NEW YORK (TheStreet) -- While the market has had a bumpy roll downhill the past few weeks, shares of Tesla (TSLA) - Get Report have gone up significantly and aren't far from 52-week highs. That should give investors good reason to stop and approach the shares cautiously, if at all.
They certainly won't see much encouragement from analysts to go along for the ride with the electric car manufacturer's stock. Whereas there were strong buys from eight analysts three months ago, according to Zacks Investment Research, only five feel that way now. The shift helped lead Zacks to issue an average rating of hold for the 16 analysts tracked by the research firm.
Indeed, that may be only the beginning of the amount of risk investors face by investing in Tesla. Its stock price is like no other in the auto industry. The current price has given the company a market capitalization of $34 billion. That's for a company that sold 32,000 cars last year and continues to rack up loses. By comparison, General Motors' (GM) - Get Report market capitalization is $48 billion -- a mere 40% more -- yet it sells 10 million cars annually worldwide and makes money doing it, too.
To be sure, Tesla makes a superb product, earning the highest car rating ever from Consumers Reports, and has incredible promise to grow in a huge market. Yet, the company has its work cut out for it to justify the lofty valuation.
Tesla is expected to unveil the Model X SUV on Tuesday.
It has to bring out a long-promised car for the middle class in the next couple of years. Tesla also has to start making money by raising sales into the millions of vehicles within a decade and slashing the cost of making its cars, particularly its costly battery pack, which the company said it will reduce in price by 60%. With expectations like these, everything pretty much has to go Tesla's way.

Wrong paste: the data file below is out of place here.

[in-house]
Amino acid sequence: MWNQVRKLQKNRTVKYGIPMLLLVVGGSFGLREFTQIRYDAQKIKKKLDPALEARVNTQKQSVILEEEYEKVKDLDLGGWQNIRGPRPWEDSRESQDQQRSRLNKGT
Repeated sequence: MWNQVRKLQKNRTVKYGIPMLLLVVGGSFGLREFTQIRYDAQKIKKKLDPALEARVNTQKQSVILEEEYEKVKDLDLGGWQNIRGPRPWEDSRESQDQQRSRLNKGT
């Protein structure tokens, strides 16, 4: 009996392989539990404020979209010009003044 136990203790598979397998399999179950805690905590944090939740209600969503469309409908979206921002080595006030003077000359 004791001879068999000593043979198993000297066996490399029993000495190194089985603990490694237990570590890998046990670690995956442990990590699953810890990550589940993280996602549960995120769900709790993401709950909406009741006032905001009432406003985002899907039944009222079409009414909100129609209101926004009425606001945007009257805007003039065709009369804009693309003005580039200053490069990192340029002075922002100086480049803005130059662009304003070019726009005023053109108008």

It may yet. Still, it's hard though to see in the current environment the best market for Tesla's expensive cars.
The global economy is soft. There's a huge need for infrastructure spending for charging stations, yet with gas prices the lowest they've been in years, many potential car buyers and taxpayers won't care as they are sticking with the internal combustion alternative.
Then there's competition. Audi and Porsche (which are owned by Volkswagen (VLKAY) ), GM, Apple (AAPL) - Get Report and Google (GOOGL) - Get Report are among the companies working at producing fully electric cars.
Talk that the big boys will swamp Tesla is just that, since its way ahead of the pack. However, investors wanting access to the electric car market definitely have their choice of much lower-priced and profitable companies to invest in.
This article is commentary by an independent contributor. At the time of publication, the author held no positions in the stocks mentioned.